The pair of transmissions are here, rather than sending the second immediately after the first, in this trace they are separated by a 1mS gap which is one of the things I tried changing later. ScreenImg-30

    By trigging off the debug pin I was able to determine from measuring the clock pulses for the address and data transfers that the correct number of bytes was being sent on the wire despite what was being reported in the onReceive interrupt. I also had some serial debugging on the sending Pic to report any errors from the endTransmission call, for which none were ever reported.

    The error rate was high, around 50% of the second transmissions reported 47 bytes rather than 48. I was using an i2c clock of 1MHz (fast mode plus) as stated in the documentation as the fastest supported speed. I had also changed the pull up resistors from 4.7k to 1k to help shape the pulses, this also increased the actual clock speed as I was only getting around 700KHz (presumably due to clock stretching), with 1k pull-ups I am getting 868KHz. The 1k pull-ups made no difference to the error rate, but the rising edge slope was now better.

    ScreenImg-29

    I was sending the pair of transmissions at a frequency of 50Hz, so at 20 mS intervals, this left plenty space between each pair of i2c transmissions and I could confirm via use of debug output pulses that everything had finished its work well before the next onReceive interrupt. Some of the processing work was being done in core1 using loop1() so I eliminated this and ran everything in core0, commenting out loop1(), this made no difference.

    On the scope I noticed that there was quite a delay between the end of the clock pulse block and the start of the onReceive interrupt (around 220uS). This meant that the next i2c transmission was arriving before the interrupt had fired. This resulted in a short break in the SCL pulses during the interrupt handling, I thought maybe this was the issue, but why was it only intermittent?

    To rule this out, on the transmitting side, I added a 500uS delay between the first and second transmissions to see what difference it would make, this made the error rate drop to around 10%. I was able to confirm on the scope that all processing related to the first transmission was complete before the second transmission started, but the missing data was still occurring. I then increased this to 600uS just for the heck of it to create a larger gap and found the error rate dropped further to around 5%.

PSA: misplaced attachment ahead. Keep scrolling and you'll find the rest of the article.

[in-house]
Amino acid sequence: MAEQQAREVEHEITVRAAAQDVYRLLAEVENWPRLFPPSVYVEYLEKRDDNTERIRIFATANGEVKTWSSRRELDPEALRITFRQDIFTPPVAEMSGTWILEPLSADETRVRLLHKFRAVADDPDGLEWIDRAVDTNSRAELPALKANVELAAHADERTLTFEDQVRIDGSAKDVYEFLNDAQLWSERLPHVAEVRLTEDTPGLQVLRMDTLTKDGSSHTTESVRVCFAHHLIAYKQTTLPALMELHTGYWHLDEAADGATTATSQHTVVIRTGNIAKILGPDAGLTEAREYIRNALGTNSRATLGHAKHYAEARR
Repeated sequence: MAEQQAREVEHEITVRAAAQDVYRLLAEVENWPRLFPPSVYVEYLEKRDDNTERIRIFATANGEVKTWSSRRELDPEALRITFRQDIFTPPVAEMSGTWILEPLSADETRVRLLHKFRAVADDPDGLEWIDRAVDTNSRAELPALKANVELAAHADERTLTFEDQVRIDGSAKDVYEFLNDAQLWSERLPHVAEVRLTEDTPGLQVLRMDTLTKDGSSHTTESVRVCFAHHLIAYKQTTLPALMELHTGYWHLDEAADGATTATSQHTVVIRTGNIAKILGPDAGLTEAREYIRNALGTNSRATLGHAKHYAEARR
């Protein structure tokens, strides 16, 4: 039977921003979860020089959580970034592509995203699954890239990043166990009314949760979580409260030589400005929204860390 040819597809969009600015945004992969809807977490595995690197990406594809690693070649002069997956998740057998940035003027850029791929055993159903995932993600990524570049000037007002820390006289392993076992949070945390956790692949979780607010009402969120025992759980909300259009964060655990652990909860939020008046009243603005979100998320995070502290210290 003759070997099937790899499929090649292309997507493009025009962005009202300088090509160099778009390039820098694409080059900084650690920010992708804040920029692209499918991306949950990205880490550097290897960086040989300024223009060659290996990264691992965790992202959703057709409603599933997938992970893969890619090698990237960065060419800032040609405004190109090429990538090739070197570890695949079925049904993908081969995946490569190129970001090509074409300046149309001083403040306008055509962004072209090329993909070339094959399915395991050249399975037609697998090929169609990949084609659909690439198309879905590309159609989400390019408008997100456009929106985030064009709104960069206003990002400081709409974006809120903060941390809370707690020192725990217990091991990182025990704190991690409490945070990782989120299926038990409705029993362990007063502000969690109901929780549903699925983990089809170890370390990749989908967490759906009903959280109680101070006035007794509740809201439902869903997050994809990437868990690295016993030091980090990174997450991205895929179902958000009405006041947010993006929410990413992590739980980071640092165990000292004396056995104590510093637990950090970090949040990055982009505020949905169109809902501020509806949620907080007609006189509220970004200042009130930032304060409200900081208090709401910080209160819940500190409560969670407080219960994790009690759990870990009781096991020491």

Having previously had issues with random interrupt firing delays on pins when using the USB-UART serial comms on a Pico, due to that also using interrupts, I wondered if the USB-UART serial communications on the receiving side was having an effect as there was some serial debugging output being done in between the first and second transmission blocks. Previously this would have overlapped with the reception of the second transmission until I added the 500uS delay on the transmitter. I moved this serial debug output code completely outside of the pair of transmission receptions so that it occurred in the dead 20ms space between each pair of transmissions, this further reduced the error rate to around 3%

    Stage 2:

    So far I have been able to confirm that the transmitting side was working correctly and the scope showed the correct number of clock pulses. Having spent a whole bunch of time debugging this issue and making a mess of the code branch with all the extra debugging stuff I decided to create a test harness project for this with a dedicated sketch for each pico.

    The test harness I created to debug this issue is here on my GitHub account: https://github.com/chrisckc/TestHarness-I2C

    For the test harness created 2 sequential float arrays (1.1, 1.2, 1.3 etc.) of the same sizes I was using in my project. I dumped them out on the serial port as their respective byte arrays in hex and binary format to aid debugging on the scope. I used a lower 10Hz frequency for transmission of the 2 arrays and decoded them back into floats on the receiving side as before. This time I also allowed for missing data in the first transmission to be processed I had purely been focusing on what was going on in the second transmission so far. I also maintained the delay between the first and second transmissions, increasing it to 1000uS